Lucy Charles-Barclay has a competitive edge which is hard and steely – it is one formed by pain, loss and a burning desire to win.
The 27-year-old British ace is one of triathlon’s shining stars, multi-talented and a terrific ambassador for the sport. An athlete who is always looking for the next challenge – this time it is likely to be the Collins Cup in Samorin in August.
Charles-Barclay looks set to be one of the key components in a power-packed Team Europe which will start hot favourite for the inaugural staging of this showpiece event.
She featured in opening episode of the PTO’s ‘Battle For Glory’ documentary series, and opened up on some of the trials which have brought her here today. The footage was as raw and moving as it was gripping.
One of the turning points in Lucy’s life came with her decision to give up on her Olympic swimming dream, and the death of her grandmother. The two events merged into one on the same night, and the emotion was clear as she tearfully recounted it.
She said: “I remember being seven or eight years old tuning in to watch the Olympic Games and thinking: I want to be there, I want to do that. I want to be Olympic champion, I want to be the best athlete in the world.
“My past career was in swimming. It’s a scary world to go in. You swim five ‘o’clock in the morning, maybe you go to school and study or do your job, [and then] back again in the evening. Another two hours, head down, facing the water. You’re just in that world day in, day out, doing this.
“I narrowly missed out on the Olympics and tried to go for another four years. [I] pushed myself harder than I ever had, dedicated myself, and then I went and had one of my best ever performances. And I just felt nothing. Then I knew, in that moment, I’m done with this.”
Lucy Charles-Barclay on loss
“My Nan was my biggest fan. So when I was swimming, it didn’t matter if I had a terrible race, [it] didn’t matter if I won, she just thought I was the best.
“She would tell all her friends I was the best, anyone that I was the best, [that] there was no one that was better than me. Every time I was in the newspaper she’d cut it out and put it in her little scrapbook. She just followed every single thing that I did, [she] wanted to come to every race.
“It’s a strange story because the night I said ‘I’m done with swimming’ and had a real tantrum and quit the sport and was done – that really was the moment I stopped – she actually passed away that evening.
“So, it was very strange, she just had a heart attack that was it. [She was] super-young, [it was a] shock for everyone.
“I don’t always talk about it but I know how much it does mean. I think maybe as I’ve grown up I’ve carried more of her personality.”
While Lucy was always competitive growing up, she still lacked something. There was another moment which shaped her into the winning machine she is today.
“So, when I was young I was very reserved. I didn’t speak out, I was very quiet,” she explained.
“And I think [it was] a combination of, probably, being shot down so many times, being told you’re not going to do this, it’s not possible what you’re doing, who are you to think you can do that?
“I remember as a kid doing a school running race, there was a parent of the girl I was running with – I think she was coming up behind me – and the parent said something like ‘you can catch her, she’s not a runner’. I’d had enough of being told ‘you won’t do something, you won’t achieve something’.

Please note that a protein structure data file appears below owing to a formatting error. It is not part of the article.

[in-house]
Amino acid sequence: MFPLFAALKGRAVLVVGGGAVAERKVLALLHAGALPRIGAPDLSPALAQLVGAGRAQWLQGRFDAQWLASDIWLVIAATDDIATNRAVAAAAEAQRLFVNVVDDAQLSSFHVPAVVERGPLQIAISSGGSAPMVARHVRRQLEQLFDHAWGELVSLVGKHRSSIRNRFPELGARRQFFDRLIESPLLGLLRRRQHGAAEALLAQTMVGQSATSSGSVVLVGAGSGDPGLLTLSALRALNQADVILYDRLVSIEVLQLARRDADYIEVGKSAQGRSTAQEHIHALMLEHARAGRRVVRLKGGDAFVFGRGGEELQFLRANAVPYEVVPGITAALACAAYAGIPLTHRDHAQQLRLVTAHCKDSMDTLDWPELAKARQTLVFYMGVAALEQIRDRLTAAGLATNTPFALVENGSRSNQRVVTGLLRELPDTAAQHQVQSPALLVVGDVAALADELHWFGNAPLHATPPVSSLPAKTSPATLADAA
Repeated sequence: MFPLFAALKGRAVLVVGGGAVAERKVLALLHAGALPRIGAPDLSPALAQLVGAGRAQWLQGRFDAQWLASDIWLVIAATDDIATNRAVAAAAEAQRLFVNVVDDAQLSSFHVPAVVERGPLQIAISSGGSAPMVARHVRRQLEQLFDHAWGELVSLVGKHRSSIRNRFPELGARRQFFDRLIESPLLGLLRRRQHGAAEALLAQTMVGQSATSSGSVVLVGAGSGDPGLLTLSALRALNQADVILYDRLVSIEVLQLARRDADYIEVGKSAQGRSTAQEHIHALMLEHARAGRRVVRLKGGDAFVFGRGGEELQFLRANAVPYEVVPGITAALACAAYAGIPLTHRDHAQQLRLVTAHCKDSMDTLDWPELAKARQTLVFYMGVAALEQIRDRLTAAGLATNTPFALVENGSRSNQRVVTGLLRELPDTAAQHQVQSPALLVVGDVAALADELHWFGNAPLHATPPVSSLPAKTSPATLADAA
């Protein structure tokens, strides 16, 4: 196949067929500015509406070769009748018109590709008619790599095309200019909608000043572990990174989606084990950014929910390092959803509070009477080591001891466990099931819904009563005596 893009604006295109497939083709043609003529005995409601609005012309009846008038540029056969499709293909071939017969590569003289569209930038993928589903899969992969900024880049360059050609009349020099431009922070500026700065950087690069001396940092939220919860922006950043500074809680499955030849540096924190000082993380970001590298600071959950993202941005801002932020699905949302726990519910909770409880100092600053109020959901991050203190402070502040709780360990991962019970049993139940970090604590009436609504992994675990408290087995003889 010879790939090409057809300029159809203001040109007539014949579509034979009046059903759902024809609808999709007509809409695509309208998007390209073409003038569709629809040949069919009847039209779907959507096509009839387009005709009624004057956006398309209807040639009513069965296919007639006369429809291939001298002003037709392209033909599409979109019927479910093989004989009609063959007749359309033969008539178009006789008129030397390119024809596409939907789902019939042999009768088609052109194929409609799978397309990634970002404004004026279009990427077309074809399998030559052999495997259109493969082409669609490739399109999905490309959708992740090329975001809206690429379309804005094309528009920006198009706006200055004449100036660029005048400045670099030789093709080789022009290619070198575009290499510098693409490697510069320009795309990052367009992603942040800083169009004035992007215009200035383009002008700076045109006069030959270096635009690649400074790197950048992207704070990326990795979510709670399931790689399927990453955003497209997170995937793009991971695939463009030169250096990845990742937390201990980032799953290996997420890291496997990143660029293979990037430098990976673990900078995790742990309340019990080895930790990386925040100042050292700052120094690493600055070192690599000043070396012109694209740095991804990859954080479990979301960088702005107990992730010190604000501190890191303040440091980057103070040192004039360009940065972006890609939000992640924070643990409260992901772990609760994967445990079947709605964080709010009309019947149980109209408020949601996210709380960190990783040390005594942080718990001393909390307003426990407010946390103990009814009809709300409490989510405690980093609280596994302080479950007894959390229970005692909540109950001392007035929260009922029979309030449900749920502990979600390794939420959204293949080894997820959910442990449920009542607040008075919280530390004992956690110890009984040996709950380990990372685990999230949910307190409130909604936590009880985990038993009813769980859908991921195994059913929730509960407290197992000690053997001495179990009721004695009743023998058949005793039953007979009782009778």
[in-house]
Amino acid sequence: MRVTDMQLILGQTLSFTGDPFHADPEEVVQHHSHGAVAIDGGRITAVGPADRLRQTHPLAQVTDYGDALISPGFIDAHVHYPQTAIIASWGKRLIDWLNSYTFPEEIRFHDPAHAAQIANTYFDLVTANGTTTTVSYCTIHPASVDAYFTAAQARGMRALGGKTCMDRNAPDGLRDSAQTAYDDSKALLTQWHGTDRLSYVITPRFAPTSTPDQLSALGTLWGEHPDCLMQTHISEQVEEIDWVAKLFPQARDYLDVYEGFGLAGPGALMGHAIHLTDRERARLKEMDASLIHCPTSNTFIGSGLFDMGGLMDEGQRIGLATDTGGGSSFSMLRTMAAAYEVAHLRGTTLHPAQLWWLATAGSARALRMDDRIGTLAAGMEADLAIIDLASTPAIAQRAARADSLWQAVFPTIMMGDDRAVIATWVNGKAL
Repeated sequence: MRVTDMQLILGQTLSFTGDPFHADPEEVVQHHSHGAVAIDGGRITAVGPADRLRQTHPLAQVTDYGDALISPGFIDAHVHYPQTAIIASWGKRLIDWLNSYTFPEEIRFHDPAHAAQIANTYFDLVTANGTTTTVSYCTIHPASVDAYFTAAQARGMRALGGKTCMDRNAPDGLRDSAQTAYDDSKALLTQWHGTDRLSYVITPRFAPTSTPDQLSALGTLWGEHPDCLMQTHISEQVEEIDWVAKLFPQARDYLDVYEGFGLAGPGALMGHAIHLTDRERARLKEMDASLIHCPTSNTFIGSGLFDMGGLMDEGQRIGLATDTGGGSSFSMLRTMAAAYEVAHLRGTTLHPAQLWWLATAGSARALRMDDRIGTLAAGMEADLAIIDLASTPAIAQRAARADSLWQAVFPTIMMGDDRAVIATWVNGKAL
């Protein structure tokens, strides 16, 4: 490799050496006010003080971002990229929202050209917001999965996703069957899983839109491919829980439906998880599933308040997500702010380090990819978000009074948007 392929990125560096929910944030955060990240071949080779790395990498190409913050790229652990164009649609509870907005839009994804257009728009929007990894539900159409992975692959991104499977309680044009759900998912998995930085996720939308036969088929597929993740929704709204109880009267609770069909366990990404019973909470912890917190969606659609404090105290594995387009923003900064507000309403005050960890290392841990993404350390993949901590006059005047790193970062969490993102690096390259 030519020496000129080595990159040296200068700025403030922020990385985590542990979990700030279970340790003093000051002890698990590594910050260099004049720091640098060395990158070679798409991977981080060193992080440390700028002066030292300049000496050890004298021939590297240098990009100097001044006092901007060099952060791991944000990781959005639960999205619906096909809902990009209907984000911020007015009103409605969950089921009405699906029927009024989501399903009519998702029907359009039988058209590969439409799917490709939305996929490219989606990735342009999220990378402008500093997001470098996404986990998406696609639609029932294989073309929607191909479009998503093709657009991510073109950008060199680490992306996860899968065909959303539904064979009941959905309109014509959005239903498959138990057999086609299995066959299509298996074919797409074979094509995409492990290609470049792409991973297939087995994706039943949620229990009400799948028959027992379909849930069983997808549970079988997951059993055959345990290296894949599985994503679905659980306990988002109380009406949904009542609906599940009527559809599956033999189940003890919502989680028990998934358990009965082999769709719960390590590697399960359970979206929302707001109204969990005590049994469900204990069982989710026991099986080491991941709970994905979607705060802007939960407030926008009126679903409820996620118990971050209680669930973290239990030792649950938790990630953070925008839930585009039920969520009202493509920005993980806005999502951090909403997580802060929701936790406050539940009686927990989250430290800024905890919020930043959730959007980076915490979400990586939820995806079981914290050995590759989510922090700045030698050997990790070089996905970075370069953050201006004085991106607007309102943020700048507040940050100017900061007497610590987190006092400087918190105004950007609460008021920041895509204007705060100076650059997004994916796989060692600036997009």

“You get to the point in life where you’re just like ‘I’m just going to speak out, I’m just going to tell you I’m going to do it.’
“I feel like I’m doing it for my younger self. I haven’t given up on that dream. And that’s what I’m chasing. Just digging, just dig in with everything you’ve got.”
Now Charles-Barclay is a very different animal to that reserved youngster – her mental strength is now a fearsome weapon as she explained.
“I can almost tell before the race that I might’ve broken an athlete, before we’re even on the start line.
“I can see that, I can sense it. I’m a very hard athlete for someone to break mentally, I don’t think you could [break me].
“It definitely makes me a strong athlete, hopefully a solid athlete to have on the team at the Collins Cup because I’m willing to fight to the death.”
The dedication and ability to fight through adversity every day is something which is mandatory for all top-level triathletes. Lucy is no different, and it makes athletes like her a unique breed.
“That pleasure from the pain that you put in, it can be a bit sadistic. We’re wired differently as athletes to want to feel that pain. I need to push myself. I’m hurting but I can hurt a bit more than this. Finding where you limit is – I don’t feel like I found it yet. I don’t feel like I’m anywhere near finding it yet.”
Mum’s the word
One person who has been present to see every step in Lucy’s journey to the top is mum Elaine, and she too recounted how the loss of Lucy’s Nan fuelled a desire to chart a new path.
“I remember the evening Lucy came in from swimming and said, ‘I’ve got something to tell you: I just want to quit swimming’. I felt really sad, because it had been such a big part of our lives and such a big part of her life.
“Lucy’s gran was like her biggest fan, and all I was thinking is I’m so dreading telling my mum that she’s going to quit because she’ll be so disappointed, so upset.
“I think because her gran was her number one fan, I think maybe in some ways it fired Lucy into thinking ‘right I’m going to do something’.
“I’m so happy, fingers crossed, that Lucy will be representing Team Europe. If Lucy’s gran was alive now she would be so proud.”